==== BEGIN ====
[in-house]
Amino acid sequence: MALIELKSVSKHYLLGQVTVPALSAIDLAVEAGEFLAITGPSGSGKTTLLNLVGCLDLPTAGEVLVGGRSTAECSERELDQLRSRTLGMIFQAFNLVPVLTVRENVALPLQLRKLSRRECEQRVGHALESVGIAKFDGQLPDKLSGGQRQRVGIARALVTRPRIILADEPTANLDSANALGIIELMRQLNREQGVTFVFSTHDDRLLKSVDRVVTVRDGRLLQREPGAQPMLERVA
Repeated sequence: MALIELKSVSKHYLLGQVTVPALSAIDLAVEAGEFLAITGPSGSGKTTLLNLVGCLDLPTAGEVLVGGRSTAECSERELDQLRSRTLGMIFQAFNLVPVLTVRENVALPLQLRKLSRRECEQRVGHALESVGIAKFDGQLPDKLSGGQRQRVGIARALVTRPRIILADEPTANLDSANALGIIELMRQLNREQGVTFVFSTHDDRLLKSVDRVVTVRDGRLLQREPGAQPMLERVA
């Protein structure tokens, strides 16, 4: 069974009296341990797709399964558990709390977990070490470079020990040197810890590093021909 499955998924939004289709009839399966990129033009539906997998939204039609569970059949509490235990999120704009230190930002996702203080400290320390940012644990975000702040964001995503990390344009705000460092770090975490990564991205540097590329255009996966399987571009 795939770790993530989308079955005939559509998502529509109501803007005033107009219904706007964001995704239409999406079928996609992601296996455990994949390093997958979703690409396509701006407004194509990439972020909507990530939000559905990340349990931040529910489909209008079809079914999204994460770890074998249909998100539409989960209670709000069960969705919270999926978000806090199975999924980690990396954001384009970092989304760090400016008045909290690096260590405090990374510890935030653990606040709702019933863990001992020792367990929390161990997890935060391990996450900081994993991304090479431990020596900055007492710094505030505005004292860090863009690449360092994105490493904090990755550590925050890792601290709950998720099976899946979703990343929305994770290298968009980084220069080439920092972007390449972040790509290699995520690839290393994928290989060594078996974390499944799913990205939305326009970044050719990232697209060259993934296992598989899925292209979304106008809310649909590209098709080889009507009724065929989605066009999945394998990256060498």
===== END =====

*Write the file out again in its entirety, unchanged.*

[in-house]
Amino acid sequence: MALIELKSVSKHYLLGQVTVPALSAIDLAVEAGEFLAITGPSGSGKTTLLNLVGCLDLPTAGEVLVGGRSTAECSERELDQLRSRTLGMIFQAFNLVPVLTVRENVALPLQLRKLSRRECEQRVGHALESVGIAKFDGQLPDKLSGGQRQRVGIARALVTRPRIILADEPTANLDSANALGIIELMRQLNREQGVTFVFSTHDDRLLKSVDRVVTVRDGRLLQREPGAQPMLERVA
Repeated sequence: MALIELKSVSKHYLLGQVTVPALSAIDLAVEAGEFLAITGPSGSGKTTLLNLVGCLDLPTAGEVLVGGRSTAECSERELDQLRSRTLGMIFQAFNLVPVLTVRENVALPLQLRKLSRRECEQRVGHALESVGIAKFDGQLPDKLSGGQRQRVGIARALVTRPRIILADEPTANLDSANALGIIELMRQLNREQGVTFVFSTHDDRLLKSVDRVVTVRDGRLLQREPGAQPMLERVA
């Protein structure tokens, strides 16, 4: 069974009296341990797709399964558990709390977990070490470079020990040197810890590093021909 499955998924939004289709009839399966990129033009539906997998939204039609569970059949509490235990999120704009230190930002996702203080400290320390940012644990975000702040964001995503990390344009705000460092770090975490990564991205540097590329255009996966399987571009 795939770790993530989308079955005939559509998502529509109501803007005033107009219904706007964001995704239409999406079928996609992601296996455990994949390093997958979703690409396509701006407004194509990439972020909507990530939000559905990340349990931040529910489909209008079809079914999204994460770890074998249909998100539409989960209670709000069960969705919270999926978000806090199975999924980690990396954001384009970092989304760090400016008045909290690096260590405090990374510890935030653990606040709702019933863990001992020792367990929390161990997890935060391990996450900081994993991304090479431990020596900055007492710094505030505005004292860090863009690449360092994105490493904090990755550590925050890792601290709950998720099976899946979703990343929305994770290298968009980084220069080439920092972007390449972040790509290699995520690839290393994928290989060594078996974390499944799913990205939305326009970044050719990232697209060259993934296992598989899925292209979304106008809310649909590209098709080889009507009724065929989605066009999945394998990256060498």